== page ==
Shamir Tells UN Camp David Accords Are ‘only Feasible Path’ to Mideast Peace: Claims Jordan is the ‘
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Shamir Tells UN Camp David Accords Are ‘only Feasible Path’ to Mideast Peace: Claims Jordan is the ‘

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Israeli Foreign Minister Yitzhak Shamir declared today that the Camp David accords "have been and remain the only feasible path to peace," in the Mideast. "No other viable solution appears on the horizon," he said.

In a speech prepared for delivery to the UN General Assembly late today, Shamir expressed confidence that the resumed negotiations for autonomy for the Palestinian Arabs living in Judaea, Samaria and the Gaza District will be concluded successfully in the near future.

He reiterated, however, Israel’s position that the Palestinian Arabs" do have a State on a major part of the territory of Palestine," namely Jordan, which is already a Palestinian state "by virtue of its geography, demography, history, culture, religion and language." Therefore, Shamir stated, "there is no need to speak further of self-determination for the Palestinian Arabs; their homeland is already in existence."

In his 18-page speech, the Israeli Foreign Minister outlined his country’s position on major Mideast questions, such as the situation in Lebanon, nuclear proliferation and the arms race, along with other issues of concern for the Jewish State, such as the fate of Soviet Jewry and the UN treatment of Israel.


Shamir said that Israel had to destroy Iraq’s nuclear reactor "before it was to become operational in the summer of 1981, for its destruction at a later date would have brought about radioactive fallout endangering the civilian population of Baghdad." Charging that Iraq planned to produce an atom bomb to be used against Israel, Shamir said that "People in all parts of the world, including the Mideast, are sleeping more soundly today, secure in the knowledge that this particular reactor has been removed."

Shamir said that "The only genuine way to remove the nuclear threat to the Mideast can be found in the establishment of a nuclear-weapon-free zone, freely and directly negotiated among the countries of the region and based on mutual assurances, on the pattern of the Tlatelolco Treaty of Latin America."

Noting that the Assembly is going to take up next month the issue of Israel’s attack on Iraq’s reactor, Shamir warned that the debate on the matter, initiated by Iraq, "has been formulated in a manner clearly intended to prejudge the outcome of the debate."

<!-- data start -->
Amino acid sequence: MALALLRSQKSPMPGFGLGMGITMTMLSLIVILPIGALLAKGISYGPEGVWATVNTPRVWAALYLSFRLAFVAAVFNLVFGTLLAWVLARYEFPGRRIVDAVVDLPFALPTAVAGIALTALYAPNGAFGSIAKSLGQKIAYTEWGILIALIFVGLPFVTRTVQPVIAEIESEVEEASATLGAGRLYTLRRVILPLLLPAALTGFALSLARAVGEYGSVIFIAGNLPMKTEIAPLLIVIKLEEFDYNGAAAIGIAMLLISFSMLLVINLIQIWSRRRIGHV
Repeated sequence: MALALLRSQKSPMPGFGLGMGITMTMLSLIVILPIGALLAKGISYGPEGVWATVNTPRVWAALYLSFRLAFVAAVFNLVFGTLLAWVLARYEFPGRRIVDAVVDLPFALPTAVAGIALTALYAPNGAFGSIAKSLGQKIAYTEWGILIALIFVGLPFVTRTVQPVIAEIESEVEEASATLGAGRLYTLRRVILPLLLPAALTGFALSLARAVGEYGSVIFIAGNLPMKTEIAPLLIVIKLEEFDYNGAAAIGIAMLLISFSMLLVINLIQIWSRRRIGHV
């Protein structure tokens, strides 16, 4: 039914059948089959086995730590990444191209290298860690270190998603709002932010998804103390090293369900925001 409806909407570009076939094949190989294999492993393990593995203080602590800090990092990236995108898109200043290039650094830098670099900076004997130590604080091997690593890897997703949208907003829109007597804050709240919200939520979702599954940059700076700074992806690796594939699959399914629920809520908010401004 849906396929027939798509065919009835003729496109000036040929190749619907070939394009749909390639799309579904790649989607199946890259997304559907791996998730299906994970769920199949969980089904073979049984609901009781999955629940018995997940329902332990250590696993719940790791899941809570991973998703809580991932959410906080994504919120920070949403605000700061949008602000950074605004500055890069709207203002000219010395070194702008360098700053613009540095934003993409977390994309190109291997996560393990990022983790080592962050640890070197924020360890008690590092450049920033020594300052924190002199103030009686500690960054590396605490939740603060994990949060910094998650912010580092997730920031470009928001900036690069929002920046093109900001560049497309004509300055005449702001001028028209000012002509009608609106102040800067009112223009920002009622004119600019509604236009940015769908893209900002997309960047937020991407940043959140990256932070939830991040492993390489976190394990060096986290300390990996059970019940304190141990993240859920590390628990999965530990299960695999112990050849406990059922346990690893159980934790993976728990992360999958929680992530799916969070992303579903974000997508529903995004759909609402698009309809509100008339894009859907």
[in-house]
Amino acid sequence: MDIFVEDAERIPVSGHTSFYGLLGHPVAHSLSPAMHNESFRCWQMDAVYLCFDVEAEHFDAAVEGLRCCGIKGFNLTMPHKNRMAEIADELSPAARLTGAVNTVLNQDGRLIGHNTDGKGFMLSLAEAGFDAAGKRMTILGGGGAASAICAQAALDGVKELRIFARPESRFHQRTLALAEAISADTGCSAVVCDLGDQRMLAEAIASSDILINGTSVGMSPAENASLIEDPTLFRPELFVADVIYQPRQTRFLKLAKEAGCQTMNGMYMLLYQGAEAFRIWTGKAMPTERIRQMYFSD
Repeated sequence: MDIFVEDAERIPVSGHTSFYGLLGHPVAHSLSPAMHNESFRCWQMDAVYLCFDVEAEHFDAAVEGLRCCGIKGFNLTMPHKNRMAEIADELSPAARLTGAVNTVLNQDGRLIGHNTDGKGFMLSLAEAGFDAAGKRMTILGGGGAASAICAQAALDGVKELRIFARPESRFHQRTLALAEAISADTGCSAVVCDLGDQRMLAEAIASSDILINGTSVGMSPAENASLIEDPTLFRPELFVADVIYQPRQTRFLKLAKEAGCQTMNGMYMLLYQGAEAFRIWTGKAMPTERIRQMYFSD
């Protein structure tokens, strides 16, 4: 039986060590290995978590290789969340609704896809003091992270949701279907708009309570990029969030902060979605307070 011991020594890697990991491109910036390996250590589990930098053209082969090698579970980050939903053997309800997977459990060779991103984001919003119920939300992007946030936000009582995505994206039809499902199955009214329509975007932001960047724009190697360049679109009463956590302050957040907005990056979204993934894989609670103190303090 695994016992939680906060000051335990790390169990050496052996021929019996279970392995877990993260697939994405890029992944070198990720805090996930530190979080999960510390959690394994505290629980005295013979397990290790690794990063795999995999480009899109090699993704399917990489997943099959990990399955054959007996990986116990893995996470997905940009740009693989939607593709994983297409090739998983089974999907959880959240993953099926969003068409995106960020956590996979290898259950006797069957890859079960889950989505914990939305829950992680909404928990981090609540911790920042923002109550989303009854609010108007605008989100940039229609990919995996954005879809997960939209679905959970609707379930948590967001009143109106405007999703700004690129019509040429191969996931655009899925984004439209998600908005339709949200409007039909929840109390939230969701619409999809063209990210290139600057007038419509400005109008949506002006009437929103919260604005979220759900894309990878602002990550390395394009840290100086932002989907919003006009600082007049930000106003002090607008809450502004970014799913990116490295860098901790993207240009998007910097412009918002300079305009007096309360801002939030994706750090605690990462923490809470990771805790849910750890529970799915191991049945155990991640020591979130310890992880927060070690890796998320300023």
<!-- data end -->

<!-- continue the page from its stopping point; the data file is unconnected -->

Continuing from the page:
As for the Lebanese situation, Shamir said that "some 120,000 Lebanese civilians have been the victims of Syrian and PLO atrocities," in recent years. He said Israel hopes "that an independent and free Lebanon will soon re-emerge and maintain good relations with all its neighbors, including Israel."

But, Shamir warned, "this will be very difficult to achieve as long as the PLO is allowed to nest in Lebanon," and plan its terrorist acts from there and as long as the Syrian occupation of Lebanon continues. "The government of Israel will at all times support the re-establishment of a truly independent Lebanon, within its international boundaries, free of Syrian occupation and PLO terror," Shamir said.

Referring to the situation of Soviet Jews, Shamir accused the Soviet Union of preventing "many thousands" of Jews from emigrating to Israel. "Over the past year, we have been watching with growing anxiety the steady decrease in the number of Jews leaving the Soviet Union, to the lowest number for the last ten years," he said.

He charged that "over the past six months, the number of ‘Prisoners of Zion’ detained under false pretexts and sentenced by Soviet courts to long prison terms has doubled." He mentioned in that connection the names of imprisoned Jewish activists Ida Nudel, Viktor Brailovsky and Anatoly Shcharansky.

The Israeli minister appealed to the Soviet Union "to reopen its gates for Jews who wish to return to their homeland, and to cease the persecution of Jews in the Soviet Union." Shamir also expressed concern over the harrassment of Syrian Jewry, calling upon the Syrian government "to respect the basic human rights of its Jewish community which it holds hostage and which it prevents from leaving."


Shamir sharply criticized the United Nations for its treatment of Israel. "In recent years, this organization (UN) has repeatedly permitted itself to be abused by Israel’s adversaries who enjoy a built-in majority in the Assembly on any issue related to the Arab-Israeli conflict. As a result, Israel has more than once been the victim of discriminatory treatment in the United Nations." As a case in point Shamir cited the UN negative attitude toward the Camp David agreements.

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